Son of artist, John D. Braught, Ross was born in Carlisle, Pennsylvania and graduated from Carlisle High School. He studied at the Pennsylvania Academy of Fine Arts where colleague, Thomas Hart Benton, called Ross “the greatest living American draftsman”.
Clarence I. Lewis, a decorating painter, was born in St. Clair, Pennsylvania. He left high school his sophomore year to apprentice as decorating painter. In 1917 he joined the military as an insignia painter where he would later he paint equipment. In 1921 he continued his education at Postville High learning how to read blueprint estimates. After taking the Civil Service exam, Lewis was hired to paint structures at the Medical Field Service School, Carlisle Barracks. He moved to Carlisle with his wife, Martha Reese Lewis, who worked as a laundry checker at the Carlisle Barracks. Lewis was promoted to the Middletown Air Service, and sent to Pearl Harbor to paint insignia on military aircraft.1
Lewis worked mixing colors for a decorating company in Harrisburg after resigning from the services in 1945. In 1947, he operated his own decorating business.2
Lewis painted everyday life in the Cumberland Valley. Including oil paintings of genre scenes of country life that are in the collection of the Cumberland Society.3 There are at least fourteen (gesso on panel board) paintings in the collection of the CCHS. Most paintings are rural scenes depicting farms and covered bridges painted in the winter. The exception is a snow scene of Alison United Church. The rural scenes painted in warm weather generally include a lake or stream.4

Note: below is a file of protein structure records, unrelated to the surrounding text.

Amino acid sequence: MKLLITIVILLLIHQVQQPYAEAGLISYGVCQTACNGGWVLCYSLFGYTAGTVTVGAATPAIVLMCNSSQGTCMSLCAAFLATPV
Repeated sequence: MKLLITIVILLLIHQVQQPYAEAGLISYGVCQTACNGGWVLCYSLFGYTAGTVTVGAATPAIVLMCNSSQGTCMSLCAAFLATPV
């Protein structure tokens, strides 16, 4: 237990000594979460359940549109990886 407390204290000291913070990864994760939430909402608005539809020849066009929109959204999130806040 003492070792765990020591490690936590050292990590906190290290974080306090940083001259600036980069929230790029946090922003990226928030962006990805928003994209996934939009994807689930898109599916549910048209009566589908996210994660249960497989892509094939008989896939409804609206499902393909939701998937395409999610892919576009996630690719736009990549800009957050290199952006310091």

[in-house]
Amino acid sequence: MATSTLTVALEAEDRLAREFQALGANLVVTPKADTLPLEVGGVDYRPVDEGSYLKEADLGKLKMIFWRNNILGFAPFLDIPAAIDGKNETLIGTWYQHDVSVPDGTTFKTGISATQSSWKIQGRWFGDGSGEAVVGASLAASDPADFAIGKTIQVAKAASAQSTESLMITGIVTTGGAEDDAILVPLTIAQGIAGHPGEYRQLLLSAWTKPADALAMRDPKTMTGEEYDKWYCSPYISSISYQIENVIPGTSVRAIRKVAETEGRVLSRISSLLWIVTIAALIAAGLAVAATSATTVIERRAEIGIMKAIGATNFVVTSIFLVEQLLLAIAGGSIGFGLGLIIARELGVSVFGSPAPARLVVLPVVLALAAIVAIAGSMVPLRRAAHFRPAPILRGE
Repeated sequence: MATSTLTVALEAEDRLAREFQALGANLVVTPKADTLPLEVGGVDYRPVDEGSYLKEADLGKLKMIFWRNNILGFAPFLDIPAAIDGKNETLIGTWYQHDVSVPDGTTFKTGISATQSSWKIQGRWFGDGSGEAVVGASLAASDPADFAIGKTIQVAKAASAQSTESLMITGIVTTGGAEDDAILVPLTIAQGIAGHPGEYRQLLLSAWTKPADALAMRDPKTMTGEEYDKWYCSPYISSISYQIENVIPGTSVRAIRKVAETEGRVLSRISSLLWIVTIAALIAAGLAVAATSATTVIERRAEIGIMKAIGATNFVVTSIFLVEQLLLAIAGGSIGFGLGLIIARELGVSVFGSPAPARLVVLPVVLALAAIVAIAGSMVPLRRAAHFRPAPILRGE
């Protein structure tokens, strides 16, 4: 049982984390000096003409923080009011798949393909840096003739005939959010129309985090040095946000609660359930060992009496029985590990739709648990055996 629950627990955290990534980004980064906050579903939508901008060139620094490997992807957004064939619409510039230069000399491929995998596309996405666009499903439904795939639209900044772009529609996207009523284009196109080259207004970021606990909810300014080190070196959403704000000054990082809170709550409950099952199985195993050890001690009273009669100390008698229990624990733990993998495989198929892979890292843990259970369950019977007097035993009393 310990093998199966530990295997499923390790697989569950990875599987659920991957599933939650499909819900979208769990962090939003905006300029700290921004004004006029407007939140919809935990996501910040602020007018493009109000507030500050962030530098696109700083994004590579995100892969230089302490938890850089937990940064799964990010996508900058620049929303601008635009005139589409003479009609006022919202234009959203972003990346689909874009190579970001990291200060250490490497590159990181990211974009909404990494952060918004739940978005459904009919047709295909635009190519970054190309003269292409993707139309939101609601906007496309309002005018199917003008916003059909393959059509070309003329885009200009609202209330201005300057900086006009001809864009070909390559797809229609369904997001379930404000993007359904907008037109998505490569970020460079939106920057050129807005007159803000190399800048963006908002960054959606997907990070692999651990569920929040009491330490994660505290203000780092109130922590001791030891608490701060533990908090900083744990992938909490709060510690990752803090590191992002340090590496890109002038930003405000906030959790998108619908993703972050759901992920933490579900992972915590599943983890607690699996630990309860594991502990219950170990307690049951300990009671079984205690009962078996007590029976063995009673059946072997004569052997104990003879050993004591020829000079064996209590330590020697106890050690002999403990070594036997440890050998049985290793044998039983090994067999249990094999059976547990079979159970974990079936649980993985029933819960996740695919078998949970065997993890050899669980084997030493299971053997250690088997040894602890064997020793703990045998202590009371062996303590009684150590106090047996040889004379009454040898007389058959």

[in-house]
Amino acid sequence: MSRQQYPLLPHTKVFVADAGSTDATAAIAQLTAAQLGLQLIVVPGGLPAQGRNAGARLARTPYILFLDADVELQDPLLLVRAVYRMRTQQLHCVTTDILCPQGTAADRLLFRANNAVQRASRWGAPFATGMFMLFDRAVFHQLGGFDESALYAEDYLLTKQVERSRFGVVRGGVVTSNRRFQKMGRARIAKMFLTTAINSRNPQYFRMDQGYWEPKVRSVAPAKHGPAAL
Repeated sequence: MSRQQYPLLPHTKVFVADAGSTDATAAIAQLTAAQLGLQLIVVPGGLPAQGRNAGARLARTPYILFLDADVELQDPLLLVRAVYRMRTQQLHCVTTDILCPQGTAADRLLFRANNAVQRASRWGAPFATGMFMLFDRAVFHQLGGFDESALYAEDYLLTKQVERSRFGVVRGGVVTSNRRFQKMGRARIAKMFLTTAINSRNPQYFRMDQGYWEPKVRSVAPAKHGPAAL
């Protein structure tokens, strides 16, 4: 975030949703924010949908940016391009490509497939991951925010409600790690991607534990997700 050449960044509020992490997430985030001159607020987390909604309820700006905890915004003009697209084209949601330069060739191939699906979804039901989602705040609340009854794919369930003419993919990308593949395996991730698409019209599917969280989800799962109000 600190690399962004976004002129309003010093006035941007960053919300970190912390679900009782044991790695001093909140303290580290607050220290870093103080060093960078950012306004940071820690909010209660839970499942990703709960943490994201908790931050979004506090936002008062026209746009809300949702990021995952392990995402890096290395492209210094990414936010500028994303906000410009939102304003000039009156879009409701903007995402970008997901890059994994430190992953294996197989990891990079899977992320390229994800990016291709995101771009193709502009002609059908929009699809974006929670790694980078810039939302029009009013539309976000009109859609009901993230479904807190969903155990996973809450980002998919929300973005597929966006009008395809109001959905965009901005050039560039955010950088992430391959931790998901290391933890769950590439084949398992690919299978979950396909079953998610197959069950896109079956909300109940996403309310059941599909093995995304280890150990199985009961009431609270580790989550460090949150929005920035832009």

In 1976, Lewis resided at 700 W. Louther St., Carlisle, Pennsylvania. The Evening Sentinel ran an article on the self-taught artist who had been pursuing his hobby of painting for the past 15 years. They said he created Grandma Moses-type primitives. One painting showing a small boy pulling an evergreen tree in the snow that reminds one of the everyday life Moses chronicled. Many of his subjects were copied from black and white photographs in the paper. He would then visit the site of the photo noting color and details. He took liberties with the colors believing that an artist can create a better piece of work.5
Lewis, 77 years old, believed he had sold about 300 of his paintings.6
And on December 6, 2002, an exhibit of winter scenes and witty truisms by Clarence Lewis opened at the Cumberland County Historical Society.7
For Lewis, painting was not complete without a bit of homespun philosophy. Most of his paintings had two of these gems. Some were his own philosophy and others were beholden to Ben Franklin. “A little experience upsets a lot of theory.” “Youth looks ahead, old age looks beck – middle age looks worried.”8
There are 27 paintings, mostly country landscapes in the CCHS collection. Two examples include:
- 1. 1998.022.005 Oil painting of winter landscape of farm with a red barn.
- 2. 1998.022.014 Oil painting of lake and sailboat, signed ‘C.L. Lewis’.